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Where Do You Live?
Depending on where you live in the world, you might hear waistcoat vs. vest and the two terms used almost interchangeably. While they aren’t exactly the same thing, many people in the UK and Europe use the term waistcoat for almost any garment that looks like what might be called a vest in the United States.
Travel to the United States and the term waistcoat almost completely goes out the window. If that just made you more confused, well, you’re not alone. Keep reading though and you’ll get to the bottom of this whole waistcoat vs. vest competition before too long.
Different Names, Similar Purpose
For all practical purposes, both a waistcoat and a vest do the same thing. They’re designed to cover the body and shoulders, leaving room for your sleeves and arms. Simply put, they cover the upper body, but skip the sleeves altogether.
So why do they have two different names? For your purposes, they have two different names because of how the garments are worn.
Both waistcoats and vests are coverings for your upper body and neither of them have sleeves. At this point, you’re probably thinking that they’re exactly the same thing. In some cases the words are used interchangeably, but there can be subtle differences as well.
With a waistcoat, you can find buttons that extend almost all the way up to the neck. When you’re looking at a true vest, the buttons are going to start right around the spot where the front of your jacket closes when buttoned.
Waistcoats also come in single-breasted and double-breasted styles. When you’re dealing with a standard vest, you’ll have to order custom to get one that’s double-breasted. If you do, you’ve pretty much got a waistcoat at that point.
Vests are also generally a bit more minimal in their styling. Some more ornate waistcoats even have lapels that give them a more formal, tuxedo-like look when worn with a suit.
Formal vs. Informal
Trying to figure out the answer to the eternal – at least in some circles – argument of waistcoat vs. vest might seem a bit difficult at this point. After all, they really do share a lot of the same qualities. When you think about what they’re worn with and how they’re worn, being able to pick the right option becomes considerably easier.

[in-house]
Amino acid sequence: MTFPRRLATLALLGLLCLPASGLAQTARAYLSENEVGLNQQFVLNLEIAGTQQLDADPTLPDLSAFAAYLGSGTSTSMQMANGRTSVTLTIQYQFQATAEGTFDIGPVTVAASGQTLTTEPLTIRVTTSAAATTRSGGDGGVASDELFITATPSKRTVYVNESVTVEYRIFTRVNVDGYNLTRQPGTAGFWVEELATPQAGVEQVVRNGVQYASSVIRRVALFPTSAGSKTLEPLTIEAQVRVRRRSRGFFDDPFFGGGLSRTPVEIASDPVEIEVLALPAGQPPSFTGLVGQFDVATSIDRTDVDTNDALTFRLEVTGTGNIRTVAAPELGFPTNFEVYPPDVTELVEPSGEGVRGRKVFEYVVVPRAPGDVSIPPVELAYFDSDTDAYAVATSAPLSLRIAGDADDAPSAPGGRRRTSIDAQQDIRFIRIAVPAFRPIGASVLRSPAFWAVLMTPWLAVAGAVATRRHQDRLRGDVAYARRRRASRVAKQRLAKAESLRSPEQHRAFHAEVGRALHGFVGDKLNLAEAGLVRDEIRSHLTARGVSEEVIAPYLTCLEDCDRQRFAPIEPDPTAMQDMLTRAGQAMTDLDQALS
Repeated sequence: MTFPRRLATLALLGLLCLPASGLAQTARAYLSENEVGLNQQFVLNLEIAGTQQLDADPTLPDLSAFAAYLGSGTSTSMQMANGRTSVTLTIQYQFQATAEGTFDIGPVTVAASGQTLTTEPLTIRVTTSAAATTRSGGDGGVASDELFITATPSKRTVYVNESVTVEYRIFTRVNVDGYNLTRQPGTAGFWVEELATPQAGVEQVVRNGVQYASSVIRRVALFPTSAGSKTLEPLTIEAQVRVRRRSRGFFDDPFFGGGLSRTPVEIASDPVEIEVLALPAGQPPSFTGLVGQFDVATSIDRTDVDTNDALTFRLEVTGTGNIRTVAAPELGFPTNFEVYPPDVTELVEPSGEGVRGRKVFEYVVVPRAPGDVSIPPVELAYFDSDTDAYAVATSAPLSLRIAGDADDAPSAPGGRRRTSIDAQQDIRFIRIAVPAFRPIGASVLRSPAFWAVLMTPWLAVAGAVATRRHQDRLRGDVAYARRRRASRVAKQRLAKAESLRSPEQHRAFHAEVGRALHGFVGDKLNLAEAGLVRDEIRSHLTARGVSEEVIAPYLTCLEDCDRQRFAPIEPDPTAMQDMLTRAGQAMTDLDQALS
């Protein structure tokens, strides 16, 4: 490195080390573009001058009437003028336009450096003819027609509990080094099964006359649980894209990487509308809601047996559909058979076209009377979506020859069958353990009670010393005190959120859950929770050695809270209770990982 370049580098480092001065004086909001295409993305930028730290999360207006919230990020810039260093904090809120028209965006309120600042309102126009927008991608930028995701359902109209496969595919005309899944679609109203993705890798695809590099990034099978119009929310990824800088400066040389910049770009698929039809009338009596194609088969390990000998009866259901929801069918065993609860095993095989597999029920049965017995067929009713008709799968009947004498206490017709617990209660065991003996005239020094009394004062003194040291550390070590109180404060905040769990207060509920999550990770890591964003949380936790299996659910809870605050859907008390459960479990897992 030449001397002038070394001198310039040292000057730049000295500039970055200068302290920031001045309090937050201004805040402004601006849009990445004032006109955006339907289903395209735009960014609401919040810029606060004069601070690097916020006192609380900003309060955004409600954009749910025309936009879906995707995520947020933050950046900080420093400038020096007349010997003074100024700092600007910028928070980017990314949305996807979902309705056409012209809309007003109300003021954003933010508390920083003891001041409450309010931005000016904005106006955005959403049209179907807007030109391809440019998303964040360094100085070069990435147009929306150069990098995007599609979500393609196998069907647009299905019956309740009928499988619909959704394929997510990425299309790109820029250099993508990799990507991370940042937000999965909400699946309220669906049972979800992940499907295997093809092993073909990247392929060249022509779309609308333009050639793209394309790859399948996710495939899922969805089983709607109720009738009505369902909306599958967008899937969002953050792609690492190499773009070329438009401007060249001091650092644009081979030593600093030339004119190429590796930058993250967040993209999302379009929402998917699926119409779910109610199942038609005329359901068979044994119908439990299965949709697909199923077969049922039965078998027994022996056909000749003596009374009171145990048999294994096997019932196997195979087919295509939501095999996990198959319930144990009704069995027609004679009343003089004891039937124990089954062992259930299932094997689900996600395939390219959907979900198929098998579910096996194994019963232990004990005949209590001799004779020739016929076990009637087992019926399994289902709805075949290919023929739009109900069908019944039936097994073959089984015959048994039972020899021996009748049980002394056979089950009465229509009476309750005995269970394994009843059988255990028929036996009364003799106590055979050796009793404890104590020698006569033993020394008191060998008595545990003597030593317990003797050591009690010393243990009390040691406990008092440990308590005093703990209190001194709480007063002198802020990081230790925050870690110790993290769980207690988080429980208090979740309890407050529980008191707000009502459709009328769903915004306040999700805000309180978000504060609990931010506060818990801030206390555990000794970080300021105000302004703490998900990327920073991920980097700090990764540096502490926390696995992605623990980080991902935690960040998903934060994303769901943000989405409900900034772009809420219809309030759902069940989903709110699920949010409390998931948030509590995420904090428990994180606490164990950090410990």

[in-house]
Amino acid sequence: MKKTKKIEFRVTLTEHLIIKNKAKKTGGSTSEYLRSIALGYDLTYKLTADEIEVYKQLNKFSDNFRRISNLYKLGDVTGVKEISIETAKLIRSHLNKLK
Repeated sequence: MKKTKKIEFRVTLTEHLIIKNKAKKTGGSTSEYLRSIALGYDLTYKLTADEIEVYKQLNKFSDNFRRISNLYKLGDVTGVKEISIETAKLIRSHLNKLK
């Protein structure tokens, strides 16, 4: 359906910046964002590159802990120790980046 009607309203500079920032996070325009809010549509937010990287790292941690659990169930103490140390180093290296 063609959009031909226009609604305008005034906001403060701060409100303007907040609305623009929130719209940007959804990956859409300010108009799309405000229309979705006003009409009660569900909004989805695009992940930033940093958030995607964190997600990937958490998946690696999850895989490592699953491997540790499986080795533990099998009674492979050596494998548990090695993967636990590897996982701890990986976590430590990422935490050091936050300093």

When weighing out both sides of a waistcoat vs. vest debate, the waistcoat is most definitely the more formal of the two. That means that it’s the one you wear when you’re going to an elaborate wedding or an almost black tie event.
The vest, on the other hand, isn’t nearly as formal. You can wear it to work or you can wear it to the bar with your buddies. Try doing that with a formal waistcoat and you might end up in the madhouse for the night. At the very least, your buddies are going to laugh at you for being so ridiculously dressed up.
Suit or No Suit
One of the biggest differences when it comes to waistcoat vs suit is decided by what else they can be worn with. The formal nature of the waistcoat means that it’s typically only worn with a full suit.
That means that you won’t find men walking around without their jackets on in a waistcoat unless they’re between buildings on a 100-degree summer day. Vests, however, can be worn even if you don’t have a jacket with you and they’re designed to be seen from the front and the back.
Think about how many times you’ve seen a man wearing a vest with a pair of slacks. What about men who have a jacket thrown over their shoulder or hanging on the back of their desk chair? Chances are you see this type of thing quite regularly.
That’s just not the case with waistcoats. When it comes to figuring out when to wear a waistcoat vs vest, how you’ll be wearing them is a key factor. If there’s any chance you might want to take that jacket off – which is likely for more casual events that could last hours – you need a vest.
Save the waistcoat for a formal wedding, banquet dinner or a gala benefit with a strict dress code.